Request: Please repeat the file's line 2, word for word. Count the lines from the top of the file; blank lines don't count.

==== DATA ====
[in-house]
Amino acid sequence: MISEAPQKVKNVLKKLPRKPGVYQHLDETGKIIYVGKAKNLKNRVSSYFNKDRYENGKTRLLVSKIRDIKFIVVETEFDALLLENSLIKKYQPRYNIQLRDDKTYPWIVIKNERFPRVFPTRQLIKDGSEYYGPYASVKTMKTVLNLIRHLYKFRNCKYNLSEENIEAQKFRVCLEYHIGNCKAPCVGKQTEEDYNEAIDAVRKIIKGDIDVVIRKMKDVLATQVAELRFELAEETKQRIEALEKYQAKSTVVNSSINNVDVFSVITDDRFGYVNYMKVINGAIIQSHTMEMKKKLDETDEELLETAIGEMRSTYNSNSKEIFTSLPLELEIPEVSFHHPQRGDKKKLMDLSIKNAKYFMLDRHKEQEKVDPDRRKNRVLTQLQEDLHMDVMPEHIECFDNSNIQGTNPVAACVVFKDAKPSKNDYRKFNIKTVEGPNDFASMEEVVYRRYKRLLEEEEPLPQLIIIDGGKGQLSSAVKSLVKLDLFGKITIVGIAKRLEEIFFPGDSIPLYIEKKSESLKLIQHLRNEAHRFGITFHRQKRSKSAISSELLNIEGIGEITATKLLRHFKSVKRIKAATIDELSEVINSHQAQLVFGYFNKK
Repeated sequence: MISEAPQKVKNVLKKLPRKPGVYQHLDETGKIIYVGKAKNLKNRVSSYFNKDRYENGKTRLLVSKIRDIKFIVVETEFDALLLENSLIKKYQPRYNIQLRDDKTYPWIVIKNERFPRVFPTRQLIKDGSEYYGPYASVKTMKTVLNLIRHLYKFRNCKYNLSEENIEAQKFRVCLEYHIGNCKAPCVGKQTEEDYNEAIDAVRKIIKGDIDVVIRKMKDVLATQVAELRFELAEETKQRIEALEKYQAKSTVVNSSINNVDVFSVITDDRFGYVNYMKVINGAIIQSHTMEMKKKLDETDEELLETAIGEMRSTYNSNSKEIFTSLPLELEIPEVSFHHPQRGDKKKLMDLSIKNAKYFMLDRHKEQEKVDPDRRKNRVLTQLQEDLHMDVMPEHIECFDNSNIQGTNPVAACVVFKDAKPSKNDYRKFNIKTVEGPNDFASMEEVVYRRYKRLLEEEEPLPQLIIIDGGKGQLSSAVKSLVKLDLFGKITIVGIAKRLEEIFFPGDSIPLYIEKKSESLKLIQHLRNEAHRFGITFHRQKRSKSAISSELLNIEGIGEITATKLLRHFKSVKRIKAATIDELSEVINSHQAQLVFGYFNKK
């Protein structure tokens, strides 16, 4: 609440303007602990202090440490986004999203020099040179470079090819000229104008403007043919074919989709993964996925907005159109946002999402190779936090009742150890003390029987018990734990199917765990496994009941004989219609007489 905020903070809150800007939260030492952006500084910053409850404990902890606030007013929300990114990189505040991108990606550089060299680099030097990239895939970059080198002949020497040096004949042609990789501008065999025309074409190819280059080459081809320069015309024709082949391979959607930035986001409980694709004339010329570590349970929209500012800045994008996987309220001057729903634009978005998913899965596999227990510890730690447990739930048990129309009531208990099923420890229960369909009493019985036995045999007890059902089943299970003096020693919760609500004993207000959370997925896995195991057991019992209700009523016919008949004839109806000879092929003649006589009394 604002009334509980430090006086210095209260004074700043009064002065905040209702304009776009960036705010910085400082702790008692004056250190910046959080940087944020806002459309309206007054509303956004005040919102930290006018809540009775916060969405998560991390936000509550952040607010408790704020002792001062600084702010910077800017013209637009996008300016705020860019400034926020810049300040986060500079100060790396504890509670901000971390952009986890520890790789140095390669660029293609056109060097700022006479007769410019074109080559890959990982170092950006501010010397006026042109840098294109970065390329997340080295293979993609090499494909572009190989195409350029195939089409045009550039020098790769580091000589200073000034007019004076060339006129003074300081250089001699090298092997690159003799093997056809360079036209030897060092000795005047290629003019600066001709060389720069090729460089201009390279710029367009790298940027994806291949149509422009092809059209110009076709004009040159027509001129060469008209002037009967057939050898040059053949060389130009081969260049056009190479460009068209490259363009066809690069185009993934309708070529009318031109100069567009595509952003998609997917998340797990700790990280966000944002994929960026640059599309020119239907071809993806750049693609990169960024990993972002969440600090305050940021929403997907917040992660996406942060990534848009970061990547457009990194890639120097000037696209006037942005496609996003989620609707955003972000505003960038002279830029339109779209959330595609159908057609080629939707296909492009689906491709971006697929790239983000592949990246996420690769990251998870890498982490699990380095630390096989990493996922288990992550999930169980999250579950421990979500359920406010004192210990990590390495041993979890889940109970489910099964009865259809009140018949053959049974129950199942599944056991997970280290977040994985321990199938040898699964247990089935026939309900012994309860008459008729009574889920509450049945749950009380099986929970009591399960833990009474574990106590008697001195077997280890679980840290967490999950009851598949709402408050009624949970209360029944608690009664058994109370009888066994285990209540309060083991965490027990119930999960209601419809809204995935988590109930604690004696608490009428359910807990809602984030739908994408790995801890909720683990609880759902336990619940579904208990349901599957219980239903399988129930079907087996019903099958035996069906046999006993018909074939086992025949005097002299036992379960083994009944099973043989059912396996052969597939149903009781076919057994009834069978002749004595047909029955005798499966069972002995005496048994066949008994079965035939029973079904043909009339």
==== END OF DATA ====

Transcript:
Amino acid sequence: MISEAPQKVKNVLKKLPRKPGVYQHLDETGKIIYVGKAKNLKNRVSSYFNKDRYENGKTRLLVSKIRDIKFIVVETEFDALLLENSLIKKYQPRYNIQLRDDKTYPWIVIKNERFPRVFPTRQLIKDGSEYYGPYASVKTMKTVLNLIRHLYKFRNCKYNLSEENIEAQKFRVCLEYHIGNCKAPCVGKQTEEDYNEAIDAVRKIIKGDIDVVIRKMKDVLATQVAELRFELAEETKQRIEALEKYQAKSTVVNSSINNVDVFSVITDDRFGYVNYMKVINGAIIQSHTMEMKKKLDETDEELLETAIGEMRSTYNSNSKEIFTSLPLELEIPEVSFHHPQRGDKKKLMDLSIKNAKYFMLDRHKEQEKVDPDRRKNRVLTQLQEDLHMDVMPEHIECFDNSNIQGTNPVAACVVFKDAKPSKNDYRKFNIKTVEGPNDFASMEEVVYRRYKRLLEEEEPLPQLIIIDGGKGQLSSAVKSLVKLDLFGKITIVGIAKRLEEIFFPGDSIPLYIEKKSESLKLIQHLRNEAHRFGITFHRQKRSKSAISSELLNIEGIGEITATKLLRHFKSVKRIKAATIDELSEVINSHQAQLVFGYFNKK